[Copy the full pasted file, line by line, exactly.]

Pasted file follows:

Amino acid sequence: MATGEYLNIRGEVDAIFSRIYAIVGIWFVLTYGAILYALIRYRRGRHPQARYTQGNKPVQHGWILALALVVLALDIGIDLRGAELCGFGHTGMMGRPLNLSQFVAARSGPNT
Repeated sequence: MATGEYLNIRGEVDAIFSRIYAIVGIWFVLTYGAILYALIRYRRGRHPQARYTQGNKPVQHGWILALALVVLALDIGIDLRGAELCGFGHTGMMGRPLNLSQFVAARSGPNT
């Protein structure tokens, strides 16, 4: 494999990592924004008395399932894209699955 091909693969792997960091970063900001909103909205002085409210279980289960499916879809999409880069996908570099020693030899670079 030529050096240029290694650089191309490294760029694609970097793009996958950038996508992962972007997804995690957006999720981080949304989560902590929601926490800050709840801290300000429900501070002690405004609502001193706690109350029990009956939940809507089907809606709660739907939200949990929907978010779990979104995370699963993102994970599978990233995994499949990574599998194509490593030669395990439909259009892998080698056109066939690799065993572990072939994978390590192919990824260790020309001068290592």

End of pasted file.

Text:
Amino acid sequence: MATGEYLNIRGEVDAIFSRIYAIVGIWFVLTYGAILYALIRYRRGRHPQARYTQGNKPVQHGWILALALVVLALDIGIDLRGAELCGFGHTGMMGRPLNLSQFVAARSGPNT
Repeated sequence: MATGEYLNIRGEVDAIFSRIYAIVGIWFVLTYGAILYALIRYRRGRHPQARYTQGNKPVQHGWILALALVVLALDIGIDLRGAELCGFGHTGMMGRPLNLSQFVAARSGPNT
């Protein structure tokens, strides 16, 4: 494999990592924004008395399932894209699955 091909693969792997960091970063900001909103909205002085409210279980289960499916879809999409880069996908570099020693030899670079 030529050096240029290694650089191309490294760029694609970097793009996958950038996508992962972007997804995690957006999720981080949304989560902590929601926490800050709840801290300000429900501070002690405004609502001193706690109350029990009956939940809507089907809606709660739907939200949990929907978010779990979104995370699963993102994970599978990233995994499949990574599998194509490593030669395990439909259009892998080698056109066939690799065993572990072939994978390590192919990824260790020309001068290592």